It's a wonder that we love the Norwegians so much, considering the food they brought from the old country.
Lutefisk, or dried cod soaked in lye? Rømmegrøt, a butter-soaked cream pudding that should be called heart-attack-in-a-cup?
We forgive Norwegians because they have a sense of humor about everything, including their food (“O Lutefisk, how fragrant your aroma. O Lutefisk, you put me in a coma. You smell so strong, you look like glue, you taste yust like an overshoe.")
There are few towns more conspicuously American than New Ulm, Minn.
Laid out by the town founders, its wide streets follow an orderly grid toward downtown, where cars park at an angle in front of boxy brick businesses and meat-and-potatoes cafes.
There are softball games and Friday-night fish fries and many friendly people. It's the epitome of small-town America — and yet this is a town famous for being German.
Walking around Lindström, it's not hard to guess where the area's first settlers came from.
If the multitude of umlauts don't give it away, the herds of Dala horses and straw goats will. Factor in the giant white coffee pot in the sky, and you can be pretty sure this is Swedish country.
In the 1850s, poor Swedes came pouring into the lakes country west of Taylors Falls. It wasn't the best farmland, but it was
cheap, and it looked like Sweden — lots of water, lots of trees and, unfortunately, lots of rocks.
One Memorial Day weekend, my friend Grace and I went to tour "ethnic'' Chicago. But we'd only been there a few hours before we realized everything about Chicago is ethnic.
Chicago is a mosaic, a city of neighborhoods settled by waves of immigrants who arrived to dig its waterways, build its railroads and work in its slaughterhouses.
One of its first neighborhoods was Bridgeport, settled by Irish canal workers in the 1840s and the stronghold of Mayor Richard J. Daley and his son Richard M. Daley, the current mayor.
Of all the immigrant groups, Norwegians perhaps are most sentimental.
They settled in hills and valleys reminiscent of their homeland, bringing trunks full of handcrafted ale bowls and mangle
Generations later, they’re still painting bowls and stitching costumes in the old style and celebrating holidays with foods poor Norwegians ate in the 19th century.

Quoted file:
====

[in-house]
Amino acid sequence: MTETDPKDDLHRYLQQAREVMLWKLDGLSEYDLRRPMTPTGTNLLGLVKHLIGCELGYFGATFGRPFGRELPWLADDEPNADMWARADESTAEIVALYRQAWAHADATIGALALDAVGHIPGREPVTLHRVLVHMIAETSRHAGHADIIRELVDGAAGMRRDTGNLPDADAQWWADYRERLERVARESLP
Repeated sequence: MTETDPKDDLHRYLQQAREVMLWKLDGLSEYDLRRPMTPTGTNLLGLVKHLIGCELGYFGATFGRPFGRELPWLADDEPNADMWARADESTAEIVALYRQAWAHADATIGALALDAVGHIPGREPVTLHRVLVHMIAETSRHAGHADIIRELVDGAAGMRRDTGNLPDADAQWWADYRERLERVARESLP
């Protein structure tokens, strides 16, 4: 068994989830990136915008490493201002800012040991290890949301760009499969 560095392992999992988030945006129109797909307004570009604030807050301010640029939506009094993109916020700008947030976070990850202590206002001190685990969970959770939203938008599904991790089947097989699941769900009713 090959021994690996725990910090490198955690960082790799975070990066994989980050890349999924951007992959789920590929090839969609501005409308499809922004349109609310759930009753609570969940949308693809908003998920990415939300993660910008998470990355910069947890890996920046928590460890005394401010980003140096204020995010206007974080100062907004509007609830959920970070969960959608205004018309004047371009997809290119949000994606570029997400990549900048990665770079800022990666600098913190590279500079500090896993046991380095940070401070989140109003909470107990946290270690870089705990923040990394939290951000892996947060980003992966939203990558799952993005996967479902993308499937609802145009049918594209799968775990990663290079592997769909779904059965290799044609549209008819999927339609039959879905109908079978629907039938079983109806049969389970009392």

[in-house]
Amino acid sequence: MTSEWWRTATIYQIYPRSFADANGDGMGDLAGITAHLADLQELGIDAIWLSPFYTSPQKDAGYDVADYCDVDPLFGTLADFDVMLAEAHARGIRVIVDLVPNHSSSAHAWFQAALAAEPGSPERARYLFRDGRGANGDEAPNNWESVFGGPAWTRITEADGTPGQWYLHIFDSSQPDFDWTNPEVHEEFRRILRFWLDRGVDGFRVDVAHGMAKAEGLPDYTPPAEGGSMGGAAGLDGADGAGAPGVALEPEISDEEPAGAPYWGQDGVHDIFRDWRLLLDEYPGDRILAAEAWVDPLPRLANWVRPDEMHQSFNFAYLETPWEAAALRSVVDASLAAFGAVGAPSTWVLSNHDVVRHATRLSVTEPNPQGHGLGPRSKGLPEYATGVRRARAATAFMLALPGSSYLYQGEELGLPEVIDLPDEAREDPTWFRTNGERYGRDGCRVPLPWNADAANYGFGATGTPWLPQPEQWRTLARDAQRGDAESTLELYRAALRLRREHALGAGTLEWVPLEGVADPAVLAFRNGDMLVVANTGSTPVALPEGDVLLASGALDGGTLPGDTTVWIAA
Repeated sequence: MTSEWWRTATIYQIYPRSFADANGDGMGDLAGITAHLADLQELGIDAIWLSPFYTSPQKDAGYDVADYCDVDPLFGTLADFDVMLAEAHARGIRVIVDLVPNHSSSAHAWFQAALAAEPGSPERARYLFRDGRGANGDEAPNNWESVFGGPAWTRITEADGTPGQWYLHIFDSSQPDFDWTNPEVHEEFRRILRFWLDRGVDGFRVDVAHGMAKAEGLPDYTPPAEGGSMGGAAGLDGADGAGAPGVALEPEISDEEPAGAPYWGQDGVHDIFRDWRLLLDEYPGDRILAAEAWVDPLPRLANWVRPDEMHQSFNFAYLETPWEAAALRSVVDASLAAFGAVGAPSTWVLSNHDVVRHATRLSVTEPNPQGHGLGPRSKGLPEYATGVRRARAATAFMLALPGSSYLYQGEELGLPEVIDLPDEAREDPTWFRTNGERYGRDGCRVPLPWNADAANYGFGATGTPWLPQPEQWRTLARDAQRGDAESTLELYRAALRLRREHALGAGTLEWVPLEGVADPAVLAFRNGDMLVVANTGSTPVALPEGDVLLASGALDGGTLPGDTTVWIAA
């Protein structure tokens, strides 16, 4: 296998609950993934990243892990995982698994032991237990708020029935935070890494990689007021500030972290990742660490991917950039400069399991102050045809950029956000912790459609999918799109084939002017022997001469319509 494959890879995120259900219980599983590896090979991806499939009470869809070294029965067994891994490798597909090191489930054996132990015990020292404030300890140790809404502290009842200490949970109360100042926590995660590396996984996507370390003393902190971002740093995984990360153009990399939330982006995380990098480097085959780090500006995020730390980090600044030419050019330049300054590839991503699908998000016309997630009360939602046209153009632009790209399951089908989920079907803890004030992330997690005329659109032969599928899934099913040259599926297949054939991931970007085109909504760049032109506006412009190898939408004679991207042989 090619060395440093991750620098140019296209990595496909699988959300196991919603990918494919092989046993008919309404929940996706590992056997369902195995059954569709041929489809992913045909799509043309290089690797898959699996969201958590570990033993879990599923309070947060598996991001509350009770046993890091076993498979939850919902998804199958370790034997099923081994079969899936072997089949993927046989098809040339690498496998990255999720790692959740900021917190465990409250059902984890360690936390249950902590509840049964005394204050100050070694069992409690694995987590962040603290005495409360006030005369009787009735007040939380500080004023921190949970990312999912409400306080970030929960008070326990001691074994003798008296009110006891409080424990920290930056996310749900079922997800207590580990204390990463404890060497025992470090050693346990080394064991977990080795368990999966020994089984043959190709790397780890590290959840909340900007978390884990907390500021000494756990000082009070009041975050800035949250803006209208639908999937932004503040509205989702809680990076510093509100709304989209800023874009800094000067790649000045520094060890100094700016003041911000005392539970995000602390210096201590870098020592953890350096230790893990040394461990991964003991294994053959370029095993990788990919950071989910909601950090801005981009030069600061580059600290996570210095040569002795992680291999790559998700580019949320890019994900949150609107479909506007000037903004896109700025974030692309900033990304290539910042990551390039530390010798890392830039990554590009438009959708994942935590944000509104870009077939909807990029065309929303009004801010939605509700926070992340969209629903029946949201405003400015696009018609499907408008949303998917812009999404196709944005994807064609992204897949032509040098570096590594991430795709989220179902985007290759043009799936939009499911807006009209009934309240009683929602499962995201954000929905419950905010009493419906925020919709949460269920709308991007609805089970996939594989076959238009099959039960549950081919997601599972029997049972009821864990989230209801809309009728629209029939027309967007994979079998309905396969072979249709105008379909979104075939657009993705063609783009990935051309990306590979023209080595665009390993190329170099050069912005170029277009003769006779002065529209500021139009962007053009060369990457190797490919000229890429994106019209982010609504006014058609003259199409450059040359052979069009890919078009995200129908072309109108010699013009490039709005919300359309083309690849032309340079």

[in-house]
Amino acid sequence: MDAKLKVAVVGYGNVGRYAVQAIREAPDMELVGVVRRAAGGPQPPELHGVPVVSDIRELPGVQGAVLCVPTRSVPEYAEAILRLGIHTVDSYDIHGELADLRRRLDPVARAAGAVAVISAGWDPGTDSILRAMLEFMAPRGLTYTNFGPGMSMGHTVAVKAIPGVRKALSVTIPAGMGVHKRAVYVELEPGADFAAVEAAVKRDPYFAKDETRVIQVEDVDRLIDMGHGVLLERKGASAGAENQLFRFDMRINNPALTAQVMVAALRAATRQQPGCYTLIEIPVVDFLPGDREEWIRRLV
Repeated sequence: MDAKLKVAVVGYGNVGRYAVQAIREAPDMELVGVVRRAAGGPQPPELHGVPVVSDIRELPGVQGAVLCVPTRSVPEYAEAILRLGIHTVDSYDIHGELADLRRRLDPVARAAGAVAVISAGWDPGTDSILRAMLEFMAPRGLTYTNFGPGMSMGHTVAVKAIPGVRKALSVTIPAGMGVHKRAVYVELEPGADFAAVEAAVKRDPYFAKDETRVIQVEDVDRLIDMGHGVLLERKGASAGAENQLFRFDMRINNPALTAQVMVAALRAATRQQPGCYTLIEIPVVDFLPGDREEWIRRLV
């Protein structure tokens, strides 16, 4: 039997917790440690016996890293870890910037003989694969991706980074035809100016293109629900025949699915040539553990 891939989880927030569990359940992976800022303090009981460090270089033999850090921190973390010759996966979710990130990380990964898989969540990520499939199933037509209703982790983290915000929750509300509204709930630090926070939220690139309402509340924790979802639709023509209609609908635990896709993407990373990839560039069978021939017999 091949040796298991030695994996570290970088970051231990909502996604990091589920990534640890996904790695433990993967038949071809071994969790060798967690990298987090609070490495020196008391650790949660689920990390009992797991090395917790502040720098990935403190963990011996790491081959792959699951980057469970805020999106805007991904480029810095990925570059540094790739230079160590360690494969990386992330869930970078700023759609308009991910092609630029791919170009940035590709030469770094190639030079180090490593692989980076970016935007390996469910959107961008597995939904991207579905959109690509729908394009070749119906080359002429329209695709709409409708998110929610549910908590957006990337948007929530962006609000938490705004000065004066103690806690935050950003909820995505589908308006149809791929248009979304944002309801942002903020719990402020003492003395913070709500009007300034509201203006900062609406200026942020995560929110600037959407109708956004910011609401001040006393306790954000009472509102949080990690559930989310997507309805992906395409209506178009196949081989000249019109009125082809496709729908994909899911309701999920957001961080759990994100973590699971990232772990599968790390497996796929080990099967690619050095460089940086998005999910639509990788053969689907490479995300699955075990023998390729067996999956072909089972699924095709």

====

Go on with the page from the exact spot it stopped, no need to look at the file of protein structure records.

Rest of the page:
It's obvious from one look at the shop-lined streets of Amana, the largest of the seven Amana Colonies, that modern commerce is in full flower there. Even so, the first question asked about the villages is: Are the Amana people Amish?
And no wonder — the people of the Amanas spoke German, lived simply and adhered faithfully to Scripture. Many still do. But no, they never were Amish.
The first people of the Amanas were German immigrants who came to Iowa in 1855. They were devoutly religious, as were many of the time, but in addition they believed in Inspirationism — that God speaks to modern-day people through chosen Werkzeuge, the German word for tools, rather than ordained ministers.
In the small Wisconsin town of Stoughton, red, white and blue flags fly everywhere on Independence Day.
Except here, the patriotic holiday is celebrated in May, and the flag is Norwegian, not American.
Norway had been under Denmark's heel for more than 400 years when it signed a new democratic constitution on May 17, 1814, a day that became known as Syttende Mai.
In a verdant little glen in southwest Wisconsin, the 13th century makes a reprise appearance every year.
It comes with pageantry, bloodshed and a whole lot of noble sentiments, courtesy of the 18th-century dramatist Friedrich Schiller. It also comes in German that’s as meaty as the Landjaeger sausages sold to spectators.
As I arrived during the first act of "Wilhelm Tell,’’ a rich Swiss patriot was discussing the horrors of war with his wife.
Before 1932, the pious, hard-working people of the Amana Colonies were the only people in Iowa who got to eat out every night.
Members of the pacifist Community of True Inspiration, they emigrated from Germany and built seven villages on 25,000 acres
of eastern Iowa farmland. For nearly 90 years, they lived communally, pooling resources and skills.
Butchers, brewers and winemakers turned out goods for everyone, and meals were served in 50 communal kitchens.
At first, the southeast Minnesota town of Spring Grove looks like any other town.
There’s a café, an antiques store and a park full of statues. But Spring Grove isn’t ordinary. It’s full of Norwegians.
In the park, two bronze men appear to be squabbling; they’re characters in a nationally syndicated comic strip written by a Spring Grove man 50 years before Neil Simon came up with “The Odd Couple.’’
Even in a region rich in ethnicity, the Dutch stand out.
In a town square in Iowa, lacy white hats shaped like pyramids, horns and half-moons bob high atop women's heads. Men wear black caps, breeches or baggy trousers and narrow bands cross at their throats. Their wooden shoes click and clack as they dance.
"These are the weirdest people I've ever seen!'' shrieked a little boy watching from the sidelines.
On a single day in Winnipeg, a tourist can learn a few words of Cree, dine on curry and conch, and come face to face with Queen Victoria.
The empire on which the sun never sets has come to the Canadian prairie, and so have a whole lot of other countries.
The Cree and Assiniboine — Aboriginals, they’re called here — came first. Then a French explorer arrived at the juncture of the Red and Assiniboine rivers, and a Scottish lord brought in Scottish and Irish settlers.